First catch your lobster ...
Sometimes when I cook lobster and leave it in the fridge parts of the inside of the shell turn black and so do bits of the meat. How do I prevent this? What am I doing wrong when I cook or store the lobster - the lobster meat sure looks cooked.
- Al Lyon
I have to say I've not personally come across the blackened issue myself so I'm not really sure how to prevent it happening. Perhaps it's best if I say how I cook crayfish (also known as spiny or rock lobster) and hopefully it'll prevent any such dramas moving forward.
As a family, my fabulous father Bruce Gordon was keen that we grow and forage for some of our own food. Catching crayfish around Ngawi on Cape Palliser was one such regular family adventure. Dad always cooked his crayfish by throwing them live into a large pot of boiling sea water as he said they needed to be cooked in water as salty as the water they live in. As we were often cooking 20 at a time his ability to know when they were properly cooked was extraordinary. These days it's considered more humane to stun the crayfish before cooking and we're told to place them in the freezer for 30-60 minutes before cooking. While that might be possible at home, it's highly unlikely if you're on the rocks around Cape Palliser and also not always easy to do when the freezer is full. Instead, if you're good with a knife (or screwdriver) plunge the blade through the body between the eyes and wiggle twice - but be careful as the shell is tough.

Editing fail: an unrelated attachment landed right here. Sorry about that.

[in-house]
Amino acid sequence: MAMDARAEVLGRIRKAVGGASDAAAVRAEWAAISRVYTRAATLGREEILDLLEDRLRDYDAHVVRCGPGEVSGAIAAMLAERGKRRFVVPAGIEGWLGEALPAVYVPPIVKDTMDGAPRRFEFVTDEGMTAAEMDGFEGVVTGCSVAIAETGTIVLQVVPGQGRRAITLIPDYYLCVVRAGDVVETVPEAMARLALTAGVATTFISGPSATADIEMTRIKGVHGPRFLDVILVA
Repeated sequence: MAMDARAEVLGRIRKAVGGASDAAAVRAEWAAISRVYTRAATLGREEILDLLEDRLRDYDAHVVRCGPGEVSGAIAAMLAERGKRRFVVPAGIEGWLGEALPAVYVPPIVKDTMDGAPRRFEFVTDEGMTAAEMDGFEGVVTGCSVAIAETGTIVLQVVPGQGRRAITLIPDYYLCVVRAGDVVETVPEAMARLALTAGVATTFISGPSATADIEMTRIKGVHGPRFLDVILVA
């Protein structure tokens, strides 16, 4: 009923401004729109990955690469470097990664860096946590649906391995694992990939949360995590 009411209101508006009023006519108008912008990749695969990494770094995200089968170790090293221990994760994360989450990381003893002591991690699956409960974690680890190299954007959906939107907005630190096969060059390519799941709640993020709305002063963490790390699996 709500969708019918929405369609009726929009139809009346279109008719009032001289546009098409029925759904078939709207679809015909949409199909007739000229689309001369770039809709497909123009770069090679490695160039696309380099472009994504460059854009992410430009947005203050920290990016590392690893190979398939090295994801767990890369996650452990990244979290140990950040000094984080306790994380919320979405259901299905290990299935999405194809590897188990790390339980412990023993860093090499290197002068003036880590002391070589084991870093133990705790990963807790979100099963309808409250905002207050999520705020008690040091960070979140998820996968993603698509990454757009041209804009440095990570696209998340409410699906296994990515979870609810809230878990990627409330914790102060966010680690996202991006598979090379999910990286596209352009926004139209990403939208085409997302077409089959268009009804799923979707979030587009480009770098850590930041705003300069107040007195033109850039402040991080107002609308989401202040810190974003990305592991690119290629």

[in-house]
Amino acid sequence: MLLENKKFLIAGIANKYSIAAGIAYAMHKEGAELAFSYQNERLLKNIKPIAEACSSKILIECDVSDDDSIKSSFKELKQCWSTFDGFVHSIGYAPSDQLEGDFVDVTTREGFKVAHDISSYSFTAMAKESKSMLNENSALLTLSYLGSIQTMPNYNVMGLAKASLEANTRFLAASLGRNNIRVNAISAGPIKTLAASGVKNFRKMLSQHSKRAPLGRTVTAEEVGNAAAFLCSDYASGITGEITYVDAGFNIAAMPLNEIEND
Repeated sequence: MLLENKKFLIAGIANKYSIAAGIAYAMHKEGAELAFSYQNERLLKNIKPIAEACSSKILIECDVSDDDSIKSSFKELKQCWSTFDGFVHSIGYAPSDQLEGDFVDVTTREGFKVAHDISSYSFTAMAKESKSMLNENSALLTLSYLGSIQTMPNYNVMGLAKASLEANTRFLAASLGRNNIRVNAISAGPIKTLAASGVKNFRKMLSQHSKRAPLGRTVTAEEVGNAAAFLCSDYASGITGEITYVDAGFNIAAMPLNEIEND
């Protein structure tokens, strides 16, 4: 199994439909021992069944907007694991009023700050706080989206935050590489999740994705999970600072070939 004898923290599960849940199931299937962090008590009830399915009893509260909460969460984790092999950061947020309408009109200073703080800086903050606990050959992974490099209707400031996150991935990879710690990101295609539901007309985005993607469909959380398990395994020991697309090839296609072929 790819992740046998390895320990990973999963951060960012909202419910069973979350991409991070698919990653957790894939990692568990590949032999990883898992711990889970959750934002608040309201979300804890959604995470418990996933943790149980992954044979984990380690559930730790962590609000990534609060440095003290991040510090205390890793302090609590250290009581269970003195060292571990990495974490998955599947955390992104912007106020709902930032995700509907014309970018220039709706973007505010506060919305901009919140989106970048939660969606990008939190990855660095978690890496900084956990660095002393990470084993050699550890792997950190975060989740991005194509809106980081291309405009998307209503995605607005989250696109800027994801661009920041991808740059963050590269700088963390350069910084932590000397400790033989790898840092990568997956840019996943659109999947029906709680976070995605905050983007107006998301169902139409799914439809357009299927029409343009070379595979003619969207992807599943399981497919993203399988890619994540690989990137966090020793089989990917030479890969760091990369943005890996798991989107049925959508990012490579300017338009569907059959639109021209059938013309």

To cook a crayfish weighing around 600-750g, bring a large pot of water to the boil that will easily hold the critter submerged. Add 1 ½ ablespoons fine salt per litre of water (2 tablespoons of flaky salt). Using tongs, place the crayfish in head first, poking it under the water and bring back to the boil. Put a lid on and boil for 7-8 minutes at which point the shell will be a gorgeous orange. Using tongs, take it from the water and plunge into a bowl of cold water for 2 minutes to stop it cooking. If a bowl of cold water isn't a possibility, take out of the pot a minute earlier.
If eating the next day, leave to cool completely before storing in the fridge, covered tightly. Alternately, you can grill your crayfish and barbecue it. Lay it upright but flat on a board, push a large sturdy knife though the head in the same spot and push your knife flat through the body to cut it in half lengthways - not for the squirmish. Brush the flesh with light olive oil or melted butter, lightly season and cook, flesh side down over glowing charcoal for a minute. Turn over, brush with more oil or butter and cook another 3-5 minutes until the flesh is just cooked and opaque.
In our Ask Peter series, executive chef Peter Gordon answers your curly culinary questions. If you’re stumped over something food-related, send your question to firstname.lastname@example.org and keep checking in for answers. You can read more on Peter on his website, have a read of his Ask Peter articles or check out his recipes on our site.